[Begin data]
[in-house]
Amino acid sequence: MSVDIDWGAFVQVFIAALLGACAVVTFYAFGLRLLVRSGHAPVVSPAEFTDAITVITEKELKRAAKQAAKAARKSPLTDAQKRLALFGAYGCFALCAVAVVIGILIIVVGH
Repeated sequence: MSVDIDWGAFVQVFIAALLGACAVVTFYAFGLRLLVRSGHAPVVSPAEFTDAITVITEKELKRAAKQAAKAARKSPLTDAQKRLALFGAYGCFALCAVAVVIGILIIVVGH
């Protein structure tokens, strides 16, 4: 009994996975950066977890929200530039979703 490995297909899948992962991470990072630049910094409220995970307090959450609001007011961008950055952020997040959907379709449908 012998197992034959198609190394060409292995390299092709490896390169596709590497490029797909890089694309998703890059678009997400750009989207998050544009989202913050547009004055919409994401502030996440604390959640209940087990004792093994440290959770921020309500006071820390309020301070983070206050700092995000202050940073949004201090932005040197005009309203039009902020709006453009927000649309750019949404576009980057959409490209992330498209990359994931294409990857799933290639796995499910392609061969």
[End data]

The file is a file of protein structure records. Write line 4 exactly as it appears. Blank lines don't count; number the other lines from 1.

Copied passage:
């Protein structure tokens, strides 16, 4: 009994996975950066977890929200530039979703 490995297909899948992962991470990072630049910094409220995970307090959450609001007011961008950055952020997040959907379709449908 012998197992034959198609190394060409292995390299092709490896390169596709590497490029797909890089694309998703890059678009997400750009989207998050544009989202913050547009004055919409994401502030996440604390959640209940087990004792093994440290959770921020309500006071820390309020301070983070206050700092995000202050940073949004201090932005040197005009309203039009902020709006453009927000649309750019949404576009980057959409490209992330498209990359994931294409990857799933290639796995499910392609061969």